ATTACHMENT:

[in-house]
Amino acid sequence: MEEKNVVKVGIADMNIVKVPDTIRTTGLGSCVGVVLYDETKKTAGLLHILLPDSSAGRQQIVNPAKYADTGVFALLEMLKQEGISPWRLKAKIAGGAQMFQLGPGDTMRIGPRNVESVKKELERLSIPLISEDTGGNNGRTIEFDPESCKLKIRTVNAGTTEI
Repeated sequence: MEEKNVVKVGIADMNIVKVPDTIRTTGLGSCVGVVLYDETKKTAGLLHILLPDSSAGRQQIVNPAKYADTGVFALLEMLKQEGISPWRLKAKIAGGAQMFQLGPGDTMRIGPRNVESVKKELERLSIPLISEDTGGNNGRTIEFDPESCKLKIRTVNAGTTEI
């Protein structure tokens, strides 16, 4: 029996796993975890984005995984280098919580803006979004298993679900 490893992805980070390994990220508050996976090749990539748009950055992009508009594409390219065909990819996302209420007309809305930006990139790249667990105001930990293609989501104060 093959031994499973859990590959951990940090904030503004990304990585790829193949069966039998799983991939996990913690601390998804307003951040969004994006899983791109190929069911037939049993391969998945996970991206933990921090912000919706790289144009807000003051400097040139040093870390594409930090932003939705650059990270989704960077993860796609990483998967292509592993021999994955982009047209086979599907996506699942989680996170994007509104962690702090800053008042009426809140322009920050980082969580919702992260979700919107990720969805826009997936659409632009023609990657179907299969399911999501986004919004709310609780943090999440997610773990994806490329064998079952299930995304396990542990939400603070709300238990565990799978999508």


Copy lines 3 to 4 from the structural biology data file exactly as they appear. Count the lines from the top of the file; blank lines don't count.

Repeated sequence: MEEKNVVKVGIADMNIVKVPDTIRTTGLGSCVGVVLYDETKKTAGLLHILLPDSSAGRQQIVNPAKYADTGVFALLEMLKQEGISPWRLKAKIAGGAQMFQLGPGDTMRIGPRNVESVKKELERLSIPLISEDTGGNNGRTIEFDPESCKLKIRTVNAGTTEI
């Protein structure tokens, strides 16, 4: 029996796993975890984005995984280098919580803006979004298993679900 490893992805980070390994990220508050996976090749990539748009950055992009508009594409390219065909990819996302209420007309809305930006990139790249667990105001930990293609989501104060 093959031994499973859990590959951990940090904030503004990304990585790829193949069966039998799983991939996990913690601390998804307003951040969004994006899983791109190929069911037939049993391969998945996970991206933990921090912000919706790289144009807000003051400097040139040093870390594409930090932003939705650059990270989704960077993860796609990483998967292509592993021999994955982009047209086979599907996506699942989680996170994007509104962690702090800053008042009426809140322009920050980082969580919702992260979700919107990720969805826009997936659409632009023609990657179907299969399911999501986004919004709310609780943090999440997610773990994806490329064998079952299930995304396990542990939400603070709300238990565990799978999508």